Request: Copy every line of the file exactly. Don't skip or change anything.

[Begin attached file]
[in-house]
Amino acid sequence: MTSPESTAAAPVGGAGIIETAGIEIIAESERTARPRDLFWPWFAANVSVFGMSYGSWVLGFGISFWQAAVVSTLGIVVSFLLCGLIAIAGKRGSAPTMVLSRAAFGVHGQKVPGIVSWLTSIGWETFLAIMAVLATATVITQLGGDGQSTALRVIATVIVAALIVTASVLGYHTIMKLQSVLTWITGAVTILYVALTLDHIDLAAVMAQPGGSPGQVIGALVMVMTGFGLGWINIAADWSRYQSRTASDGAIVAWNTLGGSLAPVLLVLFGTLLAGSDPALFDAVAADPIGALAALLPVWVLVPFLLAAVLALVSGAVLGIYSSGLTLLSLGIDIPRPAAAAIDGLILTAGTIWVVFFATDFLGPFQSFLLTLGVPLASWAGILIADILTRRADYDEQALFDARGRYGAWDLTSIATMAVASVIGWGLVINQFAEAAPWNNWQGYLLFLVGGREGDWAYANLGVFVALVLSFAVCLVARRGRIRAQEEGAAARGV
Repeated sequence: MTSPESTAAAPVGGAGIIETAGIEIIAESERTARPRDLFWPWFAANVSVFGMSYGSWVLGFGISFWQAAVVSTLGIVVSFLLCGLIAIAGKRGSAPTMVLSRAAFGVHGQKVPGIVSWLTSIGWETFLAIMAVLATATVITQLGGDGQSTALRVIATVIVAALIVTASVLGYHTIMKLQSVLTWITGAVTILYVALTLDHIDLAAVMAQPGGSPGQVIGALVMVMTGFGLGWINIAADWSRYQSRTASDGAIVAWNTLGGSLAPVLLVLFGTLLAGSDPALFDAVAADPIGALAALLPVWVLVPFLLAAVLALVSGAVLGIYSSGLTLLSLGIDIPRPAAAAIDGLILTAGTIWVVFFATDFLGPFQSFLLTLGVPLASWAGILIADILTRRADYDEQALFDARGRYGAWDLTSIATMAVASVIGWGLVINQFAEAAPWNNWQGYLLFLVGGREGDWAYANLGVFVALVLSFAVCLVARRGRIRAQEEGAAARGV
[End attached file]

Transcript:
[in-house]
Amino acid sequence: MTSPESTAAAPVGGAGIIETAGIEIIAESERTARPRDLFWPWFAANVSVFGMSYGSWVLGFGISFWQAAVVSTLGIVVSFLLCGLIAIAGKRGSAPTMVLSRAAFGVHGQKVPGIVSWLTSIGWETFLAIMAVLATATVITQLGGDGQSTALRVIATVIVAALIVTASVLGYHTIMKLQSVLTWITGAVTILYVALTLDHIDLAAVMAQPGGSPGQVIGALVMVMTGFGLGWINIAADWSRYQSRTASDGAIVAWNTLGGSLAPVLLVLFGTLLAGSDPALFDAVAADPIGALAALLPVWVLVPFLLAAVLALVSGAVLGIYSSGLTLLSLGIDIPRPAAAAIDGLILTAGTIWVVFFATDFLGPFQSFLLTLGVPLASWAGILIADILTRRADYDEQALFDARGRYGAWDLTSIATMAVASVIGWGLVINQFAEAAPWNNWQGYLLFLVGGREGDWAYANLGVFVALVLSFAVCLVARRGRIRAQEEGAAARGV
Repeated sequence: MTSPESTAAAPVGGAGIIETAGIEIIAESERTARPRDLFWPWFAANVSVFGMSYGSWVLGFGISFWQAAVVSTLGIVVSFLLCGLIAIAGKRGSAPTMVLSRAAFGVHGQKVPGIVSWLTSIGWETFLAIMAVLATATVITQLGGDGQSTALRVIATVIVAALIVTASVLGYHTIMKLQSVLTWITGAVTILYVALTLDHIDLAAVMAQPGGSPGQVIGALVMVMTGFGLGWINIAADWSRYQSRTASDGAIVAWNTLGGSLAPVLLVLFGTLLAGSDPALFDAVAADPIGALAALLPVWVLVPFLLAAVLALVSGAVLGIYSSGLTLLSLGIDIPRPAAAAIDGLILTAGTIWVVFFATDFLGPFQSFLLTLGVPLASWAGILIADILTRRADYDEQALFDARGRYGAWDLTSIATMAVASVIGWGLVINQFAEAAPWNNWQGYLLFLVGGREGDWAYANLGVFVALVLSFAVCLVARRGRIRAQEEGAAARGV